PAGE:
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Songs for the People

Newport Folk Festival hits L.A. with a lineup focusing on singer-songwriters.

September 17, 1998|STEVE HOCHMAN | SPECIAL TO THE TIMES

If there's one term used to describe a music genre that needs reworking, it's "folk."

Even Nanci Griffith, one of the headliners of the Newport Folk Festival tour that comes to the Greek Theatre on Sunday, has a lot of problems with the narrow way the term is often applied.

"Pete Seeger defines folk as simply being songs for the people," the Texas native says. "I agree with this. I consider rap music to be folk music, and jazz and country blues to be folk music. They're American institutions and creations, and that's folk music."

Don't panic, folk fans. Griffith won't be rapping Sunday. But she will be celebrating the ever-evolving folk process honored on her new "Other Voices, Too," a second volume of sessions she did with a gaggle of performers (Emmylou Harris, Jerry Jeff Walker) and songwriters (from Stephen Foster to Texas troubadour Guy Clark to English folk-rocker Richard Thompson).

On the festival lineup, she's joined by Newport veteran Joan Baez, respected singer-songwriters Thompson and John Hiatt and Bruce Cockburn, newer figures Mark Eitzel, Marc Cohn and the country-rock band Wilco, Cajun band Beausoleil and jazz banjoist Bela Fleck. It covers a wide range, but it all fits within the basic framework of modern folk--an oeuvre that was in part defined by the original Newport Folk Festival, held in the seaside Rhode Island town.

It was 40 years ago that George Wein, founder of the established Newport Jazz Festival, hosted a lineup of musicians mining the fertile grounds of folk traditions, from the Anglo-Irish music rooted in the Appalachians to the blues of the Mississippi Delta to the ballads of the Texas plains.

Newport is where such rural treasures as Doc Watson and Ralph Stanley were elevated to icon status, the first place in the U.S. outside of Louisiana to feature French Cajun musicians, and a center of the protest movement. And, of course, it was at Newport in 1965 that Bob Dylan grabbed folk by the throat--and got booed in the process--by "going electric."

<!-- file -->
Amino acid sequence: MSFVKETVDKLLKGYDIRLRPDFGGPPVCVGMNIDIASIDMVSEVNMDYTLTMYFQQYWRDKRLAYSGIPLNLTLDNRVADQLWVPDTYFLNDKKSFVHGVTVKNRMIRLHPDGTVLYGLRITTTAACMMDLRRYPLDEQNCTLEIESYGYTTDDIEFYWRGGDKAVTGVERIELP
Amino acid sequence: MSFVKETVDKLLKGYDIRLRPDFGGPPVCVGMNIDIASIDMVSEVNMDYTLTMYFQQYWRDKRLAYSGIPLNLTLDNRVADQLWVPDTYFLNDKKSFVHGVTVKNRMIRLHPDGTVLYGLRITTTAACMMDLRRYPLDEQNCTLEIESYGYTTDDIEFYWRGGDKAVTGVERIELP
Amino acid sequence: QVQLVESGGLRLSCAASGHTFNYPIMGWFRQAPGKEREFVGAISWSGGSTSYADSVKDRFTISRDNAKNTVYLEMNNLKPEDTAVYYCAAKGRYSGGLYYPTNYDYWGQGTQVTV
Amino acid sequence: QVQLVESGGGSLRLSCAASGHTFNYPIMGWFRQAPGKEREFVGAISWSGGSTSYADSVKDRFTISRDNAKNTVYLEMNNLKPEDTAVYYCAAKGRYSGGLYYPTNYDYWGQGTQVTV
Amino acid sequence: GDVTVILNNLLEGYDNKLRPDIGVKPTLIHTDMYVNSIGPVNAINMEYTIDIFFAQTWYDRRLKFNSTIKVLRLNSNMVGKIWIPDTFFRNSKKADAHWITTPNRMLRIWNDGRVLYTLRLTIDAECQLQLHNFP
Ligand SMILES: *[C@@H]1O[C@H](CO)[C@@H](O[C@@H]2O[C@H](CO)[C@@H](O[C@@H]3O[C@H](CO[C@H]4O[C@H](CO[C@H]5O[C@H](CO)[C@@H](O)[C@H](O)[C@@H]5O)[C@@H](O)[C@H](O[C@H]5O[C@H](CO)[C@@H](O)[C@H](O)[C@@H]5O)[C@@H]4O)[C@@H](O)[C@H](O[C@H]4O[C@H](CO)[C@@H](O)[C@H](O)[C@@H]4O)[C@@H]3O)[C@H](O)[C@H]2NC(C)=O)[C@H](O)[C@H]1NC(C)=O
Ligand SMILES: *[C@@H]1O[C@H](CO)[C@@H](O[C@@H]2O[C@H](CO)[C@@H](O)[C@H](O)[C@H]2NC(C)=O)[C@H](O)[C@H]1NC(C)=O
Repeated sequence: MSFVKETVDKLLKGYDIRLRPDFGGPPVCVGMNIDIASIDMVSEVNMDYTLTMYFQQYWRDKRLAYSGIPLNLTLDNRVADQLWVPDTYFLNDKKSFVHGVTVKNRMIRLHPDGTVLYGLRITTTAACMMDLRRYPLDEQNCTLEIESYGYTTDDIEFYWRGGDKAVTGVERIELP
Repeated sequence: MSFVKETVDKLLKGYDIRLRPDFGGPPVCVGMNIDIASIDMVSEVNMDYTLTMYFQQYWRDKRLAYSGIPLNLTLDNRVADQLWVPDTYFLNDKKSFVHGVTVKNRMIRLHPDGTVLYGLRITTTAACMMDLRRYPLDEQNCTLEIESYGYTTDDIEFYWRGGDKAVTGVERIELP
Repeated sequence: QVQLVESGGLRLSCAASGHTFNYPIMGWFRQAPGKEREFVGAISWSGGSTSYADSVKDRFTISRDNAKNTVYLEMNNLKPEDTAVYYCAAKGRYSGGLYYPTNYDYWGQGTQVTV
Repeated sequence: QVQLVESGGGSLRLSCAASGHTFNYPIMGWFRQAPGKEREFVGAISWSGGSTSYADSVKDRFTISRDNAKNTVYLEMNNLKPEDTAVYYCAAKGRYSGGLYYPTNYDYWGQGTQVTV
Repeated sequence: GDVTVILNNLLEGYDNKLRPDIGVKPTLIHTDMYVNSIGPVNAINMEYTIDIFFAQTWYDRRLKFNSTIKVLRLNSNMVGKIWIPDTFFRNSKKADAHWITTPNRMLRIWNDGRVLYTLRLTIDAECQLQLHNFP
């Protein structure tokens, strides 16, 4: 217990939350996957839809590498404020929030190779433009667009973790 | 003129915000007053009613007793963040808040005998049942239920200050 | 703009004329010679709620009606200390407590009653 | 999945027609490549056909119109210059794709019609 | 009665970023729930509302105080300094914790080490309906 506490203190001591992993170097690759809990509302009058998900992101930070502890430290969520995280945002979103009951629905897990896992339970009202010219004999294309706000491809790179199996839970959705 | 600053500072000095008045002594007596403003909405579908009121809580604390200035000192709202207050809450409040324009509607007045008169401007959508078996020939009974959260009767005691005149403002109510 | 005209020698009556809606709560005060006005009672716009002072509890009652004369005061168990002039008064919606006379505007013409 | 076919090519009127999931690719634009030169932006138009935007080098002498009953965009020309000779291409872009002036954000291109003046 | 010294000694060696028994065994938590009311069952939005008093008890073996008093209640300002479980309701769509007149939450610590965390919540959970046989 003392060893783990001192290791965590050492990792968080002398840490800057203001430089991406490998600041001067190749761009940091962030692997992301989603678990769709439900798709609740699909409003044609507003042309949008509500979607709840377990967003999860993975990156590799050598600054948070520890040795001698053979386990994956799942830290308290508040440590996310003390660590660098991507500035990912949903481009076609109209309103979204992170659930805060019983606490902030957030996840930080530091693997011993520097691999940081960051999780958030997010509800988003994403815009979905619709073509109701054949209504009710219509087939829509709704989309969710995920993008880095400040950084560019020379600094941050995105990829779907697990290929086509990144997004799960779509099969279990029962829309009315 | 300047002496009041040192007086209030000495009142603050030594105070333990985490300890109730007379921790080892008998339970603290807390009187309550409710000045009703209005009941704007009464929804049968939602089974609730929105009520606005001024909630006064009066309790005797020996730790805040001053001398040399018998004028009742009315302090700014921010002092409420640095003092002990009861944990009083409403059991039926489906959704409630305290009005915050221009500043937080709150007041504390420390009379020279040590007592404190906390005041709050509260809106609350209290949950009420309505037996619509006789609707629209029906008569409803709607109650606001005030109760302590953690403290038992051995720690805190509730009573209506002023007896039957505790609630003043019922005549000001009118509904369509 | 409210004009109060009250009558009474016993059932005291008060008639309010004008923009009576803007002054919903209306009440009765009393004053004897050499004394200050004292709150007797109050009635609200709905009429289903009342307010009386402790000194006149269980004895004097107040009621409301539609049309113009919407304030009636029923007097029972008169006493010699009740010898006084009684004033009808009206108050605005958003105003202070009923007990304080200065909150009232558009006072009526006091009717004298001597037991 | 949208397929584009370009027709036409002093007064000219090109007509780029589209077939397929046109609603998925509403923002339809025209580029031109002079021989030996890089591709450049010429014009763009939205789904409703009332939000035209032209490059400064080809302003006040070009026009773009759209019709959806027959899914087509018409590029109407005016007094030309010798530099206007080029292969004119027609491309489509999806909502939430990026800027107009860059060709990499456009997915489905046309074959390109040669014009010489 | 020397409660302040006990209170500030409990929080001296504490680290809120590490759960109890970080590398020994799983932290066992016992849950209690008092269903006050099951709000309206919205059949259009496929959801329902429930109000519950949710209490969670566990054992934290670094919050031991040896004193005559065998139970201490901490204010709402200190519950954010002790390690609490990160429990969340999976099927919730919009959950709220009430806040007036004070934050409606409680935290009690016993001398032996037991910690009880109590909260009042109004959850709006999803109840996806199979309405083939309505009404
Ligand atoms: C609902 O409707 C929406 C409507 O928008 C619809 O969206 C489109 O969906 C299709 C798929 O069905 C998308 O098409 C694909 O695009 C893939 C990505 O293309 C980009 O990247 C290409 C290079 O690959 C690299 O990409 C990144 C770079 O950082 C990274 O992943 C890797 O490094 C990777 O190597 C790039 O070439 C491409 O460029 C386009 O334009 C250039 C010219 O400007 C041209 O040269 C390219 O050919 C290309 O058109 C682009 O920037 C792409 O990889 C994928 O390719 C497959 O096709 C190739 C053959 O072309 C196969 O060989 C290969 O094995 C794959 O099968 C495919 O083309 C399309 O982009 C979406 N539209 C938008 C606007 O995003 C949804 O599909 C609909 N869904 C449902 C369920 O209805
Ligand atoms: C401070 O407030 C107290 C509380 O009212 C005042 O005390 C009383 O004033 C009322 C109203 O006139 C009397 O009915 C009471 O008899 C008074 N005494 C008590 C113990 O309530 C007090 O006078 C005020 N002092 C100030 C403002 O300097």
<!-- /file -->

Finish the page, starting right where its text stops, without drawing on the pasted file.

Can the new tour, launched this year with a 13-city trek, serve to define folk music today? Probably not, says Bob Jones, senior producer at Festival Productions, Wein's company.

"In the early days, you could count the folk festivals around the country on two hands," Jones says. "Now there's a zillion of them. No single event can be definitive in that way. And we didn't want to offer things already being done in the market. There are fabulous bluegrass festivals in and around Newport, for example. So I stayed away from those acts for this tour."

What he can do instead is gather a cast that has carried on and personalized the traditions of Newport.

"We niched this much more toward the singer-songwriters and younger musicians," he says. "Not that they're all new. But the ones who have been around for a while have kept on with the pace of evolving; Joan Baez and Richard Thompson, for example. This is pretty representative of Newport, not past festivals, but the festival in its current form."

But, Griffith says, it's a good start in reclaiming the active and broad meaning of folk music.

"Something like 'Walk Right Back,' Sonny Curtis' song which was a hit for the Everly Brothers in '62, was not considered rock 'n' roll or hillbilly or country or Dust Bowl or anything. It was American folk music."

BE THERE

Newport Folk Festival on Tour, with Nanci Griffith, Joan Baez, Richard Thompson, John Hiatt, Mark Eitzel, Marc Cohn, Wilco, Beausoleil, Bela Fleck & the Flecktones, Sunday at the Greek Theatre, 2700 Vermont Canyon Road, 3 p.m. $27.75-$57.75; children under 12, $5. (323) 480-3232.

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